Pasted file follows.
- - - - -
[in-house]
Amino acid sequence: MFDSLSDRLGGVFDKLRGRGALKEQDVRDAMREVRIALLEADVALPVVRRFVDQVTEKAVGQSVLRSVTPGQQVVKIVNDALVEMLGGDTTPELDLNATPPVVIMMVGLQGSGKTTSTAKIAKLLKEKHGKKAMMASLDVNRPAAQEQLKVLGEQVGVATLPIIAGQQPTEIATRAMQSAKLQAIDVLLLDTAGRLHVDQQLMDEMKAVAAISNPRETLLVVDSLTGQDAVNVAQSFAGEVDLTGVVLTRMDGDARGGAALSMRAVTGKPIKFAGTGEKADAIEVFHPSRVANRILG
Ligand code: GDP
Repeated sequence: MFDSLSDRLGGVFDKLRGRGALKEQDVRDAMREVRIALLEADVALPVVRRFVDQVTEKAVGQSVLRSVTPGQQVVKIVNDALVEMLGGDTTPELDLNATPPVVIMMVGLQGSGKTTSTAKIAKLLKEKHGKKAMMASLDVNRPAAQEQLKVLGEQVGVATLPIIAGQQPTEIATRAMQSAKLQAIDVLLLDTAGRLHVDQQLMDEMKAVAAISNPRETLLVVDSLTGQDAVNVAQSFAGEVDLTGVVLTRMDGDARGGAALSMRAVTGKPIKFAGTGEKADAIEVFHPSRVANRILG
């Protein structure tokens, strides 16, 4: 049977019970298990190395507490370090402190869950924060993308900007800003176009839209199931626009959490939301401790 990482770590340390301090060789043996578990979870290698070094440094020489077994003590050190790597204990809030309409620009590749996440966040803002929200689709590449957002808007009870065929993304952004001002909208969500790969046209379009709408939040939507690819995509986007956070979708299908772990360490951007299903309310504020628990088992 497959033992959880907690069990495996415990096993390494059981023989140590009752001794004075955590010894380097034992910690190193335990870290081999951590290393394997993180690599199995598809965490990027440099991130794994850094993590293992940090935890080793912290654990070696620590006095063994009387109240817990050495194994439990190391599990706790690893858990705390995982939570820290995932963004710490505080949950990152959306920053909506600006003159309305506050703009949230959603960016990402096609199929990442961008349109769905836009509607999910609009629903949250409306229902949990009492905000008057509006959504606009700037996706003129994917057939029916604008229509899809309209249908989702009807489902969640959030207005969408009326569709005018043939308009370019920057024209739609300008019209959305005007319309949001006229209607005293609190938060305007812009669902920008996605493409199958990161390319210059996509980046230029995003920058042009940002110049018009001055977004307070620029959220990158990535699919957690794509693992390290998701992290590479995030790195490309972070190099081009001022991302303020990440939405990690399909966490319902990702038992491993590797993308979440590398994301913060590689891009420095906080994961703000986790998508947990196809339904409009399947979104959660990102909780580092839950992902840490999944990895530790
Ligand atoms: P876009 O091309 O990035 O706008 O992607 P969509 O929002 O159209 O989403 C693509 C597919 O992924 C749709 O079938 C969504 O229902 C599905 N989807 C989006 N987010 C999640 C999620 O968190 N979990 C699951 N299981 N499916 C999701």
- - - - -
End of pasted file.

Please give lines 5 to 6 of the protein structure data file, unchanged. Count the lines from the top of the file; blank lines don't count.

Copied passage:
């Protein structure tokens, strides 16, 4: 049977019970298990190395507490370090402190869950924060993308900007800003176009839209199931626009959490939301401790 990482770590340390301090060789043996578990979870290698070094440094020489077994003590050190790597204990809030309409620009590749996440966040803002929200689709590449957002808007009870065929993304952004001002909208969500790969046209379009709408939040939507690819995509986007956070979708299908772990360490951007299903309310504020628990088992 497959033992959880907690069990495996415990096993390494059981023989140590009752001794004075955590010894380097034992910690190193335990870290081999951590290393394997993180690599199995598809965490990027440099991130794994850094993590293992940090935890080793912290654990070696620590006095063994009387109240817990050495194994439990190391599990706790690893858990705390995982939570820290995932963004710490505080949950990152959306920053909506600006003159309305506050703009949230959603960016990402096609199929990442961008349109769905836009509607999910609009629903949250409306229902949990009492905000008057509006959504606009700037996706003129994917057939029916604008229509899809309209249908989702009807489902969640959030207005969408009326569709005018043939308009370019920057024209739609300008019209959305005007319309949001006229209607005293609190938060305007812009669902920008996605493409199958990161390319210059996509980046230029995003920058042009940002110049018009001055977004307070620029959220990158990535699919957690794509693992390290998701992290590479995030790195490309972070190099081009001022991302303020990440939405990690399909966490319902990702038992491993590797993308979440590398994301913060590689891009420095906080994961703000986790998508947990196809339904409009399947979104959660990102909780580092839950992902840490999944990895530790
Ligand atoms: P876009 O091309 O990035 O706008 O992607 P969509 O929002 O159209 O989403 C693509 C597919 O992924 C749709 O079938 C969504 O229902 C599905 N989807 C989006 N987010 C999640 C999620 O968190 N979990 C699951 N299981 N499916 C999701």